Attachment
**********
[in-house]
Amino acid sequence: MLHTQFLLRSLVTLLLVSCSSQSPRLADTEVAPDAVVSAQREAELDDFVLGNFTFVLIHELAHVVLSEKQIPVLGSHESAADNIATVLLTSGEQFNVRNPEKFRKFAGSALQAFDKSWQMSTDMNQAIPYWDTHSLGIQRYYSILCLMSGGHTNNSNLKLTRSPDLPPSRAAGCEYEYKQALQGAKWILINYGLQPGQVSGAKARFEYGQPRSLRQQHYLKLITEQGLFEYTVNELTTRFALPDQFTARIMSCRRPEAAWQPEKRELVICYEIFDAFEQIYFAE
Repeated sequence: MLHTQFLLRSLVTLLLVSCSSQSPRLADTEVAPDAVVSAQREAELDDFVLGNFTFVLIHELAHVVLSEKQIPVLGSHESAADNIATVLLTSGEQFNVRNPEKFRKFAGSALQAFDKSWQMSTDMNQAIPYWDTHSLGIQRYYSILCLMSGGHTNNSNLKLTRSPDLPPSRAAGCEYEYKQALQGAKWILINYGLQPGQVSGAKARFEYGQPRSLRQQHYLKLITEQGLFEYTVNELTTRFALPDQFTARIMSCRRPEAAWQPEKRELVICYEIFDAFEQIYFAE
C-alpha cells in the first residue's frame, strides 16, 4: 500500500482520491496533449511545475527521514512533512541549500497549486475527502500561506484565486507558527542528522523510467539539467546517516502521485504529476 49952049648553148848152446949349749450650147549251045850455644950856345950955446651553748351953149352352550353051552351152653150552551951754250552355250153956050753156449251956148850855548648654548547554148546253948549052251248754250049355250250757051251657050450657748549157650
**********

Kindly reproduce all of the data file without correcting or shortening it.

[in-house]
Amino acid sequence: MLHTQFLLRSLVTLLLVSCSSQSPRLADTEVAPDAVVSAQREAELDDFVLGNFTFVLIHELAHVVLSEKQIPVLGSHESAADNIATVLLTSGEQFNVRNPEKFRKFAGSALQAFDKSWQMSTDMNQAIPYWDTHSLGIQRYYSILCLMSGGHTNNSNLKLTRSPDLPPSRAAGCEYEYKQALQGAKWILINYGLQPGQVSGAKARFEYGQPRSLRQQHYLKLITEQGLFEYTVNELTTRFALPDQFTARIMSCRRPEAAWQPEKRELVICYEIFDAFEQIYFAE
Repeated sequence: MLHTQFLLRSLVTLLLVSCSSQSPRLADTEVAPDAVVSAQREAELDDFVLGNFTFVLIHELAHVVLSEKQIPVLGSHESAADNIATVLLTSGEQFNVRNPEKFRKFAGSALQAFDKSWQMSTDMNQAIPYWDTHSLGIQRYYSILCLMSGGHTNNSNLKLTRSPDLPPSRAAGCEYEYKQALQGAKWILINYGLQPGQVSGAKARFEYGQPRSLRQQHYLKLITEQGLFEYTVNELTTRFALPDQFTARIMSCRRPEAAWQPEKRELVICYEIFDAFEQIYFAE
C-alpha cells in the first residue's frame, strides 16, 4: 500500500482520491496533449511545475527521514512533512541549500497549486475527502500561506484565486507558527542528522523510467539539467546517516502521485504529476 49952049648553148848152446949349749450650147549251045850455644950856345950955446651553748351953149352352550353051552351152653150552551951754250552355250153956050753156449251956148850855548648654548547554148546253948549052251248754250049355250250757051251657050450657748549157650